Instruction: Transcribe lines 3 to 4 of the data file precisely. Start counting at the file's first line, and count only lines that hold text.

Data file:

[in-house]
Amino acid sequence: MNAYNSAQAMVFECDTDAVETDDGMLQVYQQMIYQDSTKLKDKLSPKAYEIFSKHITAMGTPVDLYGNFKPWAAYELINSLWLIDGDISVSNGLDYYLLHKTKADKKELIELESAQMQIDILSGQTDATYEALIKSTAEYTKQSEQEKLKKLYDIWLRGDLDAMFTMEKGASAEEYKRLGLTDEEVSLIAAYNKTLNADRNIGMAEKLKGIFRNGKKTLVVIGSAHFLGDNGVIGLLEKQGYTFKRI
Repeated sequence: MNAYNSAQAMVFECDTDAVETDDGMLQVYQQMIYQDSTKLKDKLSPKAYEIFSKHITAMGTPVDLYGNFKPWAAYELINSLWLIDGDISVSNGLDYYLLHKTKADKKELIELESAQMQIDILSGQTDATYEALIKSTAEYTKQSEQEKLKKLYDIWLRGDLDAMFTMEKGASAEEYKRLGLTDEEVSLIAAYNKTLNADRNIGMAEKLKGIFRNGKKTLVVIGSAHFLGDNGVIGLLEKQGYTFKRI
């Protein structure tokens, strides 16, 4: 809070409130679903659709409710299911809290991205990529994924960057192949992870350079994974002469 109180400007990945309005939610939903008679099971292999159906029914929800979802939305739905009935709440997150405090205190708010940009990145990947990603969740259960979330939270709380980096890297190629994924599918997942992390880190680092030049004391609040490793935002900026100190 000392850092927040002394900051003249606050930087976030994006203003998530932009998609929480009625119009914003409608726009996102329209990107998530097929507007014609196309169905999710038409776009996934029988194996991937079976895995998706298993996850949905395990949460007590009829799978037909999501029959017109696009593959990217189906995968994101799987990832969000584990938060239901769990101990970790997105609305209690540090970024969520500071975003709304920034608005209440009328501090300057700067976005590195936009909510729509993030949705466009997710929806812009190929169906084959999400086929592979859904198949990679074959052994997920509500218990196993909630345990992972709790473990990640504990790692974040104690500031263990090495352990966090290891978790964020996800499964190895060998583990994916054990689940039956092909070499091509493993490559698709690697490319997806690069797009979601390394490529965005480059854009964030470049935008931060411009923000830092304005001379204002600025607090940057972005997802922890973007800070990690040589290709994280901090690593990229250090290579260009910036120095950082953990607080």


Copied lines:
Repeated sequence: MNAYNSAQAMVFECDTDAVETDDGMLQVYQQMIYQDSTKLKDKLSPKAYEIFSKHITAMGTPVDLYGNFKPWAAYELINSLWLIDGDISVSNGLDYYLLHKTKADKKELIELESAQMQIDILSGQTDATYEALIKSTAEYTKQSEQEKLKKLYDIWLRGDLDAMFTMEKGASAEEYKRLGLTDEEVSLIAAYNKTLNADRNIGMAEKLKGIFRNGKKTLVVIGSAHFLGDNGVIGLLEKQGYTFKRI
């Protein structure tokens, strides 16, 4: 809070409130679903659709409710299911809290991205990529994924960057192949992870350079994974002469 109180400007990945309005939610939903008679099971292999159906029914929800979802939305739905009935709440997150405090205190708010940009990145990947990603969740259960979330939270709380980096890297190629994924599918997942992390880190680092030049004391609040490793935002900026100190 000392850092927040002394900051003249606050930087976030994006203003998530932009998609929480009625119009914003409608726009996102329209990107998530097929507007014609196309169905999710038409776009996934029988194996991937079976895995998706298993996850949905395990949460007590009829799978037909999501029959017109696009593959990217189906995968994101799987990832969000584990938060239901769990101990970790997105609305209690540090970024969520500071975003709304920034608005209440009328501090300057700067976005590195936009909510729509993030949705466009997710929806812009190929169906084959999400086929592979859904198949990679074959052994997920509500218990196993909630345990992972709790473990990640504990790692974040104690500031263990090495352990966090290891978790964020996800499964190895060998583990994916054990689940039956092909070499091509493993490559698709690697490319997806690069797009979601390394490529965005480059854009964030470049935008931060411009923000830092304005001379204002600025607090940057972005997802922890973007800070990690040589290709994280901090690593990229250090290579260009910036120095950082953990607080």